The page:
The “Kim Anderson Book of Basketball” isn’t in the works yet, and for specific reason. Like many, the third-year Missouri coach, who joked about the fanciful book last week, said he doesn’t have enough answers about the game he coaches to be able to put pen to paper.
As of late, an all-team slump has sparked questions for a new chapter Anderson would want to include: responding to slow starts in games. Early offensive struggles have been a detriment to the team and to fans, it turns out.
“I spoke the other day at a luncheon,” Anderson said. “You know, everybody stands up until we score (at home games). A guy threatened to sue because he had to stand up so long he was going to have to see a doctor.”
Missouri has gone scoreless in the first 1 minute, 30 seconds in all but one game. Against Davidson, in the Tire Pros Invitational that took place in Kissimmee, Fla., sophomore forward Kevin Puryear poured in the team’s first bucket in a speedy 34 seconds. Ever since, the early trouble on offense has continued.
In Missouri’s 62-52 loss to North Carolina Central at home last week, it took 3:36 for Missouri to score. Against Western Kentucky on Saturday, Missouri missed two shots and committed a turnover in the 2:17 that ran off the clock until Puryear scored the team’s first bucket.
Although the Tigers did get back in the win column against the Hilltoppers, Anderson admitted that the early struggles have and will continue to affect the team offensively as long as they persist. That's why he said his staff and his players have "tried different things."
“We’ve tried different warm-up stuff," Anderson said. "(Saturday), I think we were nervous. Now, I’m sure (the players) will deny it, but we’ve just got to get some confidence.”
Sophomore shooting guard Cullen VanLeer denied players were nervous, but he also concurred with his coach when it came to confidence.
The drills in warm-ups have been the same, VanLeer said, but the intensity in which they’ve been run has been different. They want to sweat and take game shots so that “coming out flat,” as freshman forward Willie Jackson put it, isn’t an option.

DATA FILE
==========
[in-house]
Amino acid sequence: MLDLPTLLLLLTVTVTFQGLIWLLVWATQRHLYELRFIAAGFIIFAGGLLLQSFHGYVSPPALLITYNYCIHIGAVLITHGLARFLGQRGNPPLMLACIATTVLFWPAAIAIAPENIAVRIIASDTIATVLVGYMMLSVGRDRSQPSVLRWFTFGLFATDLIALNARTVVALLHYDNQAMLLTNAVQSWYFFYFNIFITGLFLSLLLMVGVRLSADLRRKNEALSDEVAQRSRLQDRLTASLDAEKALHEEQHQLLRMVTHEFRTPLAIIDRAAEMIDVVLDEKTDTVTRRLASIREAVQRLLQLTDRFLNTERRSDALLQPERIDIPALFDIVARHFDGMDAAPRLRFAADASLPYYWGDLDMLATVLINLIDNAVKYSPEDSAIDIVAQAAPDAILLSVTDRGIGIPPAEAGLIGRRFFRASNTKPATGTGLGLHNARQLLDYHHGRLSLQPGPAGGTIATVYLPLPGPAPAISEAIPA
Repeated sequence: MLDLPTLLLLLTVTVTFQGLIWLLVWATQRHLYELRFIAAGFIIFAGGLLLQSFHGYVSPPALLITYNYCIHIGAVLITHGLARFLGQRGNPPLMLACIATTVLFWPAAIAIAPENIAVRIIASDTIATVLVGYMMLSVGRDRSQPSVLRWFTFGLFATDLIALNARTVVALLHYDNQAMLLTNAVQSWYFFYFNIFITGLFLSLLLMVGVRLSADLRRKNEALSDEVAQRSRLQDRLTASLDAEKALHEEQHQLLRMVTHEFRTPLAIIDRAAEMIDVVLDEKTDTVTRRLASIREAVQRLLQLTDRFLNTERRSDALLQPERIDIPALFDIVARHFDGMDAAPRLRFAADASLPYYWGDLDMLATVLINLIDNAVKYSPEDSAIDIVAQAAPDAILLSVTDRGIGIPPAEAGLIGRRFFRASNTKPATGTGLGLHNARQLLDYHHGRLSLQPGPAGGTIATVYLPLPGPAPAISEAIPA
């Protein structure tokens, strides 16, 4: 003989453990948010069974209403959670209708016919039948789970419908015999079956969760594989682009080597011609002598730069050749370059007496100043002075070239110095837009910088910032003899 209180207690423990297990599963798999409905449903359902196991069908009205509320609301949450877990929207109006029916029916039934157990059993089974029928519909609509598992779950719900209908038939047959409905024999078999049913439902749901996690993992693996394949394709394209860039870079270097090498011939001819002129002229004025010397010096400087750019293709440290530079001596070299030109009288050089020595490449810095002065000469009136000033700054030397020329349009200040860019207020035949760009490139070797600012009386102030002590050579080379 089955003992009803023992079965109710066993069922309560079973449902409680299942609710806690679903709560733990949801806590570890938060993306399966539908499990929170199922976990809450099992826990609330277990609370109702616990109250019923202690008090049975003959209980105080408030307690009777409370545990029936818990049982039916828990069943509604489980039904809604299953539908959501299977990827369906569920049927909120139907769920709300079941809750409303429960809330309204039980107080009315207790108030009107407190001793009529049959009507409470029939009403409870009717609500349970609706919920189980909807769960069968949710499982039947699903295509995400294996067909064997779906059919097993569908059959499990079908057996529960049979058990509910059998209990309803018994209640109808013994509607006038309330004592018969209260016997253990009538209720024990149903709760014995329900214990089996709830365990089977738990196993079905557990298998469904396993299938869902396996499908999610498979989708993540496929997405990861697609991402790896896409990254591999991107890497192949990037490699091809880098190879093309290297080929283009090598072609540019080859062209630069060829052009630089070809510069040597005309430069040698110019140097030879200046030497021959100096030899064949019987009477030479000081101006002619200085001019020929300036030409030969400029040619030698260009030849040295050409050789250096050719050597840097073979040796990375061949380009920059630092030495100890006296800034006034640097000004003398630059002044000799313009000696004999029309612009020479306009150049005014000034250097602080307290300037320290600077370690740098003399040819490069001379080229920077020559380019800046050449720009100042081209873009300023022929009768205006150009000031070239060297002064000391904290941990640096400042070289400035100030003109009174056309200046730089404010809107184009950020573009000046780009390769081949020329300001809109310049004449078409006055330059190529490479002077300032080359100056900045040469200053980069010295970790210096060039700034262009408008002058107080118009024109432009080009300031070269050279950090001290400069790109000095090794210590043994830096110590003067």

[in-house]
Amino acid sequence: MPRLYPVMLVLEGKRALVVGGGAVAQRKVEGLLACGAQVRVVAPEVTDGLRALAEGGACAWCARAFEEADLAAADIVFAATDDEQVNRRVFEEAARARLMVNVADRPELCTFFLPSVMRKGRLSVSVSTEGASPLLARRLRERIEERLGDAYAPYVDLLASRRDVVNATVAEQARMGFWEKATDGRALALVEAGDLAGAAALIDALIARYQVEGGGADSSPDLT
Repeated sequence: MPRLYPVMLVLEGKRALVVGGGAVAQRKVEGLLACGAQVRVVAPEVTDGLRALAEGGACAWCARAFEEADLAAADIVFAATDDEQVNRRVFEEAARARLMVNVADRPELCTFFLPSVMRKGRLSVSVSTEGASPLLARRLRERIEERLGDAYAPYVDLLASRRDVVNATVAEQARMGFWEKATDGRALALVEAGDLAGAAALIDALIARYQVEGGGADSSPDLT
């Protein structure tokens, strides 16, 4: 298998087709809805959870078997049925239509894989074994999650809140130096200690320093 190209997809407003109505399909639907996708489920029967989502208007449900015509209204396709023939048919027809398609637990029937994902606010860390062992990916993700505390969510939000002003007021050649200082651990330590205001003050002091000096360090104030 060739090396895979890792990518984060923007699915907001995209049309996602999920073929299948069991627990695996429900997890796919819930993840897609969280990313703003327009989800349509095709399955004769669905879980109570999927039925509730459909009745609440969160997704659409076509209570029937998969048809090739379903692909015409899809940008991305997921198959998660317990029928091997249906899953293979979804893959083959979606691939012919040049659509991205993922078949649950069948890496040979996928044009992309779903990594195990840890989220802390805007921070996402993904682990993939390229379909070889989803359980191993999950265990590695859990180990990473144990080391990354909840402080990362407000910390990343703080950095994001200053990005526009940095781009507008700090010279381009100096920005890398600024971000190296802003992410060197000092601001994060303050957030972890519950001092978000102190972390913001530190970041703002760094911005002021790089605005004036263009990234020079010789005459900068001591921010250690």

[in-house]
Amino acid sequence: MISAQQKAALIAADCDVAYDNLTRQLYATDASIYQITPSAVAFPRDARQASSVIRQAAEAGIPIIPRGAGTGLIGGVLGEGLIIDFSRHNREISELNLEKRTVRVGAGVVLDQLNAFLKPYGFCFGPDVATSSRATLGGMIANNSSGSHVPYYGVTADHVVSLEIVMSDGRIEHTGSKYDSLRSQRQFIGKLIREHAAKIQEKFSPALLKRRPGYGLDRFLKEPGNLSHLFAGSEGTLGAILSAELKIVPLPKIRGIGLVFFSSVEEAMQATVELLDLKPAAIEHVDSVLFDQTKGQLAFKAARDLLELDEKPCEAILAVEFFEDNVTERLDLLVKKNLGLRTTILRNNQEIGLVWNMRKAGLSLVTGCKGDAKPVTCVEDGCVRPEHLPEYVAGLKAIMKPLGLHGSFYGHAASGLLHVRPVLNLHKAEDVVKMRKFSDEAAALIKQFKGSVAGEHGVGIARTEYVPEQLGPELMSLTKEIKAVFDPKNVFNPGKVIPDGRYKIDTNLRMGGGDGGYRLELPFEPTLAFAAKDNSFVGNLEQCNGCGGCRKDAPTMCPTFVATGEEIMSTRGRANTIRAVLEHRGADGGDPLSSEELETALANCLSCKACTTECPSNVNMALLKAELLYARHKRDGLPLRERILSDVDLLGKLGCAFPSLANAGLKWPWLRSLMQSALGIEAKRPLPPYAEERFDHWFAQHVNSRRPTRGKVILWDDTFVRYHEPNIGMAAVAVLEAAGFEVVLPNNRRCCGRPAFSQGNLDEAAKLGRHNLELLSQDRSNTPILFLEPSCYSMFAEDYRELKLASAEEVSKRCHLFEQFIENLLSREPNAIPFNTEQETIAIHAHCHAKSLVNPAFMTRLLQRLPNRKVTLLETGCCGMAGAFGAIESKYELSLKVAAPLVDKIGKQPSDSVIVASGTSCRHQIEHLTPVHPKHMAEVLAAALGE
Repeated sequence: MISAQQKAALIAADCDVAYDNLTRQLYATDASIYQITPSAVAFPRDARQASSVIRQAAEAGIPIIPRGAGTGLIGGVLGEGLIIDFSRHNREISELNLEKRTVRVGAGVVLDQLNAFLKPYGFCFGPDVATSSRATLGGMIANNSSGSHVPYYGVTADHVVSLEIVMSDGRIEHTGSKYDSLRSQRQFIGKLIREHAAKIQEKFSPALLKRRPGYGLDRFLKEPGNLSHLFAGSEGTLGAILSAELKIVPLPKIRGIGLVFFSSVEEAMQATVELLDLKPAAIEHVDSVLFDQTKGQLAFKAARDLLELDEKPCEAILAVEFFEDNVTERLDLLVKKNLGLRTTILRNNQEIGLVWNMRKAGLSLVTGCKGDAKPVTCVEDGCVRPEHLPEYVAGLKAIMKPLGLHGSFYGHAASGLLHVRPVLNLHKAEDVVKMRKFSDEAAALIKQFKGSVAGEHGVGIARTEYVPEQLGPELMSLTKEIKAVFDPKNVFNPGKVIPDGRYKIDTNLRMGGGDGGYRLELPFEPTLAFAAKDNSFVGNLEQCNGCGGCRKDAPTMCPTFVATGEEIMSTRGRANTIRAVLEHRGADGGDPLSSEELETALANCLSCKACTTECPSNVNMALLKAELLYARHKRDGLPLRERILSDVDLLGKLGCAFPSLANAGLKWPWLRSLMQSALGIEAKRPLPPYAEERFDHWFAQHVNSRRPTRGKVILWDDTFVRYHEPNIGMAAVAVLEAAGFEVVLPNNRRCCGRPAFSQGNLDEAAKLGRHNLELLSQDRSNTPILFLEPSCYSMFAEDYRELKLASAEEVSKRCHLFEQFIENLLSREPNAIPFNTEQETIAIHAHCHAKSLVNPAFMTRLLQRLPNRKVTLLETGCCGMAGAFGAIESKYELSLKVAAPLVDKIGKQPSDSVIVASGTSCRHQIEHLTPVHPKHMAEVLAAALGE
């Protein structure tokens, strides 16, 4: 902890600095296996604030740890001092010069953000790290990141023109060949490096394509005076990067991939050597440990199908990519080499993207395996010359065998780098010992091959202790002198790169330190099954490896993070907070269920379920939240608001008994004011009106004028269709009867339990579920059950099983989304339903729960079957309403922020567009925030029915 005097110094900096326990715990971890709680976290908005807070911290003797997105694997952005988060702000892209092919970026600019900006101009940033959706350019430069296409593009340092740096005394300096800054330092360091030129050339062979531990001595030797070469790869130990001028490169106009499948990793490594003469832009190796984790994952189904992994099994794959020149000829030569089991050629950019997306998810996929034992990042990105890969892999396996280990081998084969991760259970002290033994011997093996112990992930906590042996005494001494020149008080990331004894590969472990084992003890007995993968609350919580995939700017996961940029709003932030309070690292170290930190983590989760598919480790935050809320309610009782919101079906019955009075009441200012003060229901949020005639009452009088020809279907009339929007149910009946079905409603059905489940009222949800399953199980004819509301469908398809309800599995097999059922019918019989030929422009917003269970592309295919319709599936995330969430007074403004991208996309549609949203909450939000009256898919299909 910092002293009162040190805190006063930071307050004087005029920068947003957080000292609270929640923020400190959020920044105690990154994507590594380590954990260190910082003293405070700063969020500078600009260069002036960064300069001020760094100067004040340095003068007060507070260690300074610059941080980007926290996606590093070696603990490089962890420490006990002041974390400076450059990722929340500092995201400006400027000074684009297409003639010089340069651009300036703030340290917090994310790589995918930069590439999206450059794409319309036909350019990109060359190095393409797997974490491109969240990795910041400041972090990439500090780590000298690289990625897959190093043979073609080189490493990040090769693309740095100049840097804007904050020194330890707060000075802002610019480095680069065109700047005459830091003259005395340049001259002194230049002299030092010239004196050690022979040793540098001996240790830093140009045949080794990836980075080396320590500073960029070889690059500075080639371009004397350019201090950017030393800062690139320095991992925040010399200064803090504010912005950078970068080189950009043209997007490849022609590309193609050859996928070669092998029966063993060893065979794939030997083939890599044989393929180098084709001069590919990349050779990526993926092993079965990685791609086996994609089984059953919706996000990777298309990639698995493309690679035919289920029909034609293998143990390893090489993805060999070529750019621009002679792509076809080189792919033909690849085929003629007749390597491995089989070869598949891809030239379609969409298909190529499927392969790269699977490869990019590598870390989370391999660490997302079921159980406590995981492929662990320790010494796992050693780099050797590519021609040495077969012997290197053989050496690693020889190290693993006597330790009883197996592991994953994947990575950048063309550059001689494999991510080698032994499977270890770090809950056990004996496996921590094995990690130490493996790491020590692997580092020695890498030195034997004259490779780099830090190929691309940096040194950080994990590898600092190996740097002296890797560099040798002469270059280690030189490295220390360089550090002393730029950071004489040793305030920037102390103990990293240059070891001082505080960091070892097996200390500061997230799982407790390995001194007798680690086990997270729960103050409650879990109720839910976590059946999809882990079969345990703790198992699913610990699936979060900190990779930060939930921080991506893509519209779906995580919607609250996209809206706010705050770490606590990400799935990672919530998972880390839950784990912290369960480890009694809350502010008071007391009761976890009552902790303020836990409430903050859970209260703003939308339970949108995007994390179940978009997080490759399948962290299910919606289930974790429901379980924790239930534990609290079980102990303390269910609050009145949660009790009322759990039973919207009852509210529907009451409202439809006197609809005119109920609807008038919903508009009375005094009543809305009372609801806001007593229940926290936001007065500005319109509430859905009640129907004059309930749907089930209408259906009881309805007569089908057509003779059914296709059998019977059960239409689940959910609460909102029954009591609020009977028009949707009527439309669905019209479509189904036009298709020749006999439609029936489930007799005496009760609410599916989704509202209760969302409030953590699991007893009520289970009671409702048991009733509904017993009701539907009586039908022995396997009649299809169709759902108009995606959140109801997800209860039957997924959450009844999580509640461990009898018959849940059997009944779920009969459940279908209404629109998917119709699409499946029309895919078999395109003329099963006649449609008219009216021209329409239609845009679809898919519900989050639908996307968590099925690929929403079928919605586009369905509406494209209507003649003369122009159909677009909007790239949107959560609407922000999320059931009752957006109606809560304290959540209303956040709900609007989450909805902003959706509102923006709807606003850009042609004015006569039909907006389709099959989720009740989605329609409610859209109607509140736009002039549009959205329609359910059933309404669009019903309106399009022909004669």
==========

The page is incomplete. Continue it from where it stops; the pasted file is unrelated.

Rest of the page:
That was apparent to first-year Western Kentucky coach Rick Stansbury, who complimented Missouri on Saturday. From 2014-16, Stansbury faced off against the Tigers as an assistant coach at Texas A&M, so he was familiar with Mizzou.
“I think there’s no question — (they’ve made) lots of progress,” Stansbury said. “Kim has got some steadiness now. I feel like he’s got some steadiness in his program.”
Steadiness, sure, as Anderson boasts a roster recruited by his staff alone, but many issues do remain.
Missouri ranks 241st out of 351 Division I teams in points scored per game, averaging 71.1. The Tigers also rank 282nd on Kenpom.com in points per 100 possessions with 97.2 — the worst of any team from a Power 5 conference.
In recent games, Anderson has tried to answer to both the offensive and early-game woes with an emphasis on pushing the tempo.
“We’ve talked about that all year,” Anderson said. “I think at times we get a little bit stagnant. If they make a basket, we can still go. You can still run. You may have to stop, but we’re trying to play a little bit faster so we can maybe get the ball in the basket.”
Jackson has appreciated the want to get out and run.
“I love running up and down,” Jackson said, “and I think we’re at a very high level when we do it. A lot of good things happen.”
With a stifling defensive team in No. 20 Arizona coming to town on Saturday, the quicker Missouri scores, the better. Putting this to the test in a tune-up game Tuesday against Miami (Ohio) would be nice — both for the team and the man at the luncheon.
Alec Lewis: @alec_lewis